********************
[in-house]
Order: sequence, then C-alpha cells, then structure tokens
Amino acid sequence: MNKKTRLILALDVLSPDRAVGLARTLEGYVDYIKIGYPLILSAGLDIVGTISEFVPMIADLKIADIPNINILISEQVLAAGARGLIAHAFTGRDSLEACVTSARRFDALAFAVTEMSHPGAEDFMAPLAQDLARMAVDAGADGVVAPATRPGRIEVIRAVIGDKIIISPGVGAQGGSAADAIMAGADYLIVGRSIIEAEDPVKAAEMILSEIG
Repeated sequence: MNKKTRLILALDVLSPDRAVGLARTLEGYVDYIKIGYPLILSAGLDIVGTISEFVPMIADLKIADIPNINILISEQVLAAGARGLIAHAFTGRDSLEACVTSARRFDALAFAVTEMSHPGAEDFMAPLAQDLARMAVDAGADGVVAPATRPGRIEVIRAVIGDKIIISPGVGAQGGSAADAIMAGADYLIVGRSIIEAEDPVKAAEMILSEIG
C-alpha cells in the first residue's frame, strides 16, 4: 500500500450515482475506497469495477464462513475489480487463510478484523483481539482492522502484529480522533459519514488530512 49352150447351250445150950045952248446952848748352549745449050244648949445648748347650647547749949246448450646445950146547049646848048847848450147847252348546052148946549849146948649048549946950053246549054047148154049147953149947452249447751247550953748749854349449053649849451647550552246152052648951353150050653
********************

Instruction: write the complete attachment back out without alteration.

[in-house]
Order: sequence, then C-alpha cells, then structure tokens
Amino acid sequence: MNKKTRLILALDVLSPDRAVGLARTLEGYVDYIKIGYPLILSAGLDIVGTISEFVPMIADLKIADIPNINILISEQVLAAGARGLIAHAFTGRDSLEACVTSARRFDALAFAVTEMSHPGAEDFMAPLAQDLARMAVDAGADGVVAPATRPGRIEVIRAVIGDKIIISPGVGAQGGSAADAIMAGADYLIVGRSIIEAEDPVKAAEMILSEIG
Repeated sequence: MNKKTRLILALDVLSPDRAVGLARTLEGYVDYIKIGYPLILSAGLDIVGTISEFVPMIADLKIADIPNINILISEQVLAAGARGLIAHAFTGRDSLEACVTSARRFDALAFAVTEMSHPGAEDFMAPLAQDLARMAVDAGADGVVAPATRPGRIEVIRAVIGDKIIISPGVGAQGGSAADAIMAGADYLIVGRSIIEAEDPVKAAEMILSEIG
C-alpha cells in the first residue's frame, strides 16, 4: 500500500450515482475506497469495477464462513475489480487463510478484523483481539482492522502484529480522533459519514488530512 49352150447351250445150950045952248446952848748352549745449050244648949445648748347650647547749949246448450646445950146547049646848048847848450147847252348546052148946549849146948649048549946950053246549054047148154049147953149947452249447751247550953748749854349449053649849451647550552246152052648951353150050653